If you got here via a Search and aren't on a recent date, PLEASE CLICK "HOME" in lower left below to travel to the most recent entry. Thank you.
This blog began in 2009, so there are countless posts. See Label List for topics of interest. To ask questions, please avoid leaving comments on OLD posts or they might be missed. For answers, write to me at firstname.lastname@example.org. Peace & Blessings!
If you have one or more fertile eggs that a hen cannot, or will not, take care of, you should try to foster them with another hen. The ideal situation is to have other hens with eggs that were laid about the same time. You can usually transfer an egg or two to a setting (or brooding) hen without too much trouble. If you don’t have a hen available, you can always try incubation as a last resort, but that’s another story.
Here’s how to check to see if an egg is good. Warning: always handle the eggs gently, as there may be a viable chick inside. Fill a cup with warm water – not hot, but comfortably warm when you place a finger in it. Check one egg at a time by carefully putting them into the water. (I use a half-full one-cup clear glass measuring cup.) If the egg floats that indicates it has started to dry out, meaning it’s old and no good. If the egg sinks, it’s fresh and has a chance of hatching providing it’s fertile.
Determining Fertility. A few days after an egg is laid there should be red vessels visible through the egg. Hold the egg over a flashlight and peer through it. If there are red vessels, then the egg is fertile. If, after a few days the egg is still clear, then it isn’t fertile. But, remember it takes approximately three days for vessels to appear. All eggs appear clear at first. I always wait at least a week before ruling that an egg isn’t fertile. Sometimes, too, I simply leave the eggs with the hen until she decides to abandon them herself.
The photos show an egg directly on a flashlight and one balanced atop a toilet paper roll with duct tape over the top. A hole is cut in the center of the tape to craddle the egg and allow light to shine through it.
NOTE: If you have one or more babies hatch, leave all remaining eggs that didn't hatch in the nest. They help keep new chicks warm.
I’ve fostered eggs, and once even a chick. Here are my stories:
My first pair, Rhett & Scarlett, were happy together. However, of the eggs Scarlett laid, only one was ever fertile. She managed to raise a hen, Bonnie. Later, another older hen passed away with four eggs in the nest. I floated them and one sank. Scarlett successfully fostered that egg and raised the baby.
I had another hen that typically hatched four eggs, but often wouldn’t feed all of them. When her eggs began to hatch, I monitored the babies closely. As soon as it became apparent that she wouldn’t feed the last baby, I placed the new chick under Scarlett. Fortunately, she had infertile eggs that were due to hatch which I hadn’t removed. Scarlett examined the chick, but didn’t appear to harm it. Fostering chicks is very risky. Keep an eye on the situation, other hens might kill a chick that isn’t theirs. If you can, hand feeding it is safer. However, although unusual, Scarlett accepted the newly hatched chick and raised it to adulthood.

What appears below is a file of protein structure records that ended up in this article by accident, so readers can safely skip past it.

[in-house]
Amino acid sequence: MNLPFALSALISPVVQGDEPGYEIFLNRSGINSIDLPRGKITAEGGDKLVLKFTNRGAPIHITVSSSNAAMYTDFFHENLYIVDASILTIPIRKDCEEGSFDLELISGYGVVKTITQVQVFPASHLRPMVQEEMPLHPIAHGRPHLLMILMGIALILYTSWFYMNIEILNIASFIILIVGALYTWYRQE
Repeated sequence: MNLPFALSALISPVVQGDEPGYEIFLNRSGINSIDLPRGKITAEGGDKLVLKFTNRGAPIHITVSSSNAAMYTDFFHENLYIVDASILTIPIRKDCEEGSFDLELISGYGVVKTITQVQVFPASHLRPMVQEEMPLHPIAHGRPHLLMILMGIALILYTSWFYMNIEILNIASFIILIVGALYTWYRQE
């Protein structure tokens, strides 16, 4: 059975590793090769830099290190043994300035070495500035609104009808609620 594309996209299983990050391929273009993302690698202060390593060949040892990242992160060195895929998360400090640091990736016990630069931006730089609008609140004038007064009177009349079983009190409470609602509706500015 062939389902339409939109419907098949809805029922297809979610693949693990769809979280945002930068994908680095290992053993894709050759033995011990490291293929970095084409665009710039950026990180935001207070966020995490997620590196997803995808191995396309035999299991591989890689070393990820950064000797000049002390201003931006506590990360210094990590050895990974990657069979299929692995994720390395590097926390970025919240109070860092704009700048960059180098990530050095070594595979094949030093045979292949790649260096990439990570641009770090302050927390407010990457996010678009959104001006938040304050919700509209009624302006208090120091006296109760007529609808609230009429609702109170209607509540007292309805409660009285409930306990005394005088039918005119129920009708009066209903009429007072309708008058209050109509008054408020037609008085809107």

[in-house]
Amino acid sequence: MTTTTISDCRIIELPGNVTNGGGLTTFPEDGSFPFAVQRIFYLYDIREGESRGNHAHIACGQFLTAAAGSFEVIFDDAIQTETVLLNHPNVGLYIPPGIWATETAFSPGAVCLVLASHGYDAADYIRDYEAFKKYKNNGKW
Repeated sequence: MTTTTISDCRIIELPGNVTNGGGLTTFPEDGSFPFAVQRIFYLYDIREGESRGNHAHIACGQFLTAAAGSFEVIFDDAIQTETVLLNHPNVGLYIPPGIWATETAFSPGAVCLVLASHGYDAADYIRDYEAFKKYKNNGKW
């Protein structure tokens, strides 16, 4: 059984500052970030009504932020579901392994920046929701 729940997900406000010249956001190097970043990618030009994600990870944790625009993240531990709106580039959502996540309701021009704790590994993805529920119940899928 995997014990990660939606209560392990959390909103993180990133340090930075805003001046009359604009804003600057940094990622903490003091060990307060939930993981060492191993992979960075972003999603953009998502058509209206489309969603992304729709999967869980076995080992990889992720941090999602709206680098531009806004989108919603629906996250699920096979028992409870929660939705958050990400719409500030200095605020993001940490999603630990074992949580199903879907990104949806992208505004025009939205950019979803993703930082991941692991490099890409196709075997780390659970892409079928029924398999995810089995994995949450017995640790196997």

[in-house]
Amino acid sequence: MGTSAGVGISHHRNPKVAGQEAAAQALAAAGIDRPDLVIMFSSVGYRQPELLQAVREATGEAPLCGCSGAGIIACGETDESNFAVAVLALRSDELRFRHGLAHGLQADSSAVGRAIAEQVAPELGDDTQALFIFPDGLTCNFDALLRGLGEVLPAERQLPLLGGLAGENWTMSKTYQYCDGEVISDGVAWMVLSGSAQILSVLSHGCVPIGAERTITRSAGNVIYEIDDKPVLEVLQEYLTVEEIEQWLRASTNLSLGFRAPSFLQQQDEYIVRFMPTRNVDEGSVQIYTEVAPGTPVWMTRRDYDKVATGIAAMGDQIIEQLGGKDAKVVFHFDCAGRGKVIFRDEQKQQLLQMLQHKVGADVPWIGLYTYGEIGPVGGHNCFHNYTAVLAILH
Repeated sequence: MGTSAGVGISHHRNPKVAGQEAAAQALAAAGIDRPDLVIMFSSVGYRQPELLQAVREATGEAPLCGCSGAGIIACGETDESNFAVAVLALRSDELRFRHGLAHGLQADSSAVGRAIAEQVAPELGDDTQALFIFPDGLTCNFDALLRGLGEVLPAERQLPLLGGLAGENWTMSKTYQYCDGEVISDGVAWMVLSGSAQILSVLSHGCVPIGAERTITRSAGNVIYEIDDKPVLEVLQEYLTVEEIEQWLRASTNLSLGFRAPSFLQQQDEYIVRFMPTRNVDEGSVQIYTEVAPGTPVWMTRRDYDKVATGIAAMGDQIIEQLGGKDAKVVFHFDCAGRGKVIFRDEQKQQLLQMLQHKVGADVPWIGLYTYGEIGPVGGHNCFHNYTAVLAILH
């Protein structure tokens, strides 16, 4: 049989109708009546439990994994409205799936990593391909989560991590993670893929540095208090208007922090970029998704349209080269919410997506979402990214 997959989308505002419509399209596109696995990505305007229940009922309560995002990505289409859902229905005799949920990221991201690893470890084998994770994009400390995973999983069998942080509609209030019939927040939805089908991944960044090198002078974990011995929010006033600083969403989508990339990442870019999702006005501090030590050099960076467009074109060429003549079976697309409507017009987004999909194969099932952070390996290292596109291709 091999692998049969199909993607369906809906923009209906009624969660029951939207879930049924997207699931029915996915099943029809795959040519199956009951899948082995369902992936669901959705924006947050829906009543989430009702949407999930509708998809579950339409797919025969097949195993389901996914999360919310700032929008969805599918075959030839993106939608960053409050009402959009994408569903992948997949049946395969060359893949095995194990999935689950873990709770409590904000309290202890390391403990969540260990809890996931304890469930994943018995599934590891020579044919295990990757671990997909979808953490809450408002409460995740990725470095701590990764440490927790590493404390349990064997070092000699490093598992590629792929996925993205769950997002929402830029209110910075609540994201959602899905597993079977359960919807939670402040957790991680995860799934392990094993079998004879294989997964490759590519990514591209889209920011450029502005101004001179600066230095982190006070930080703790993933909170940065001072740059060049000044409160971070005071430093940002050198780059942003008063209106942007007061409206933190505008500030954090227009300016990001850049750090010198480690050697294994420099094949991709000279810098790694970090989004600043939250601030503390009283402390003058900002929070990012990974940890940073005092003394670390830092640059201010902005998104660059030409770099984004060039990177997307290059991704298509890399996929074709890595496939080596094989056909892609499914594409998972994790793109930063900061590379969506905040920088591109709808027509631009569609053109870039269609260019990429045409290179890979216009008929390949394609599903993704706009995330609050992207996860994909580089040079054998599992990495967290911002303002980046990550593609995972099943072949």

I’ve read that most hens will accept another bird’s eggs if added to their own, but never chicks. Scarlett was probably unique in that regard, but she also had a very sweet nature and that’s why I thought she might accept the chick. If I hadn’t been working full-time, I would have handfed that baby, but was unable to do so then. Scarlett and Rhett successfully raised that adopted baby.
Currently, one of my hens, Cherry, is sitting on five eggs … well, not really … she has two eggs and three babies. She had three eggs when I gave her an extra egg from a young hen who laid it on the floor of her cage. That young hen had been mating, so I believed the egg to be fertile. I could have put it in the young hen’s box, but, believing it had a better chance with Cherry, I chose to give it to her because she and her mate are excellent parents. Cherry later laid another egg, giving her five. The fostered egg hasn’t hatched so far, but I’m still hopeful.
Fostering eggs and babies is never an exact science. The young hen mentioned above has since laid three eggs in her nestbox and is sitting on them. So, in retrospect, maybe putting it in her box would have been okay.
This is Cherry’s third brood of the year and the young hen’s first. I will close Cherry’s nestbox off once her babies are fledged. Three clutches a year is enough for any bird. Too many weakens them too much and you may lose them.
I’ve been told that Budgerigar parakeets (budgies) make very good foster parents for the more expensive parakeet varieties. This is true, and I once even acquired two pairs for this purpose. They did a good job rearing young, but my birds are indoors and four budgies were extremely noisy. I gave one pair away and, when the noise level remained high, eventually divested myself of the other pair too. I’ve grown used to the soft, lilting songs of the Bourkes and Splendids. Also, I have enough pairs now that foster parents are usually available. I try to open all the nestboxes at the same time of the year. An available nestbox stimulates mating and rearing young. If all the boxes are available at the same time, most pairs will raise their young in approximately the same time period too. This helps if fostering becomes necessary.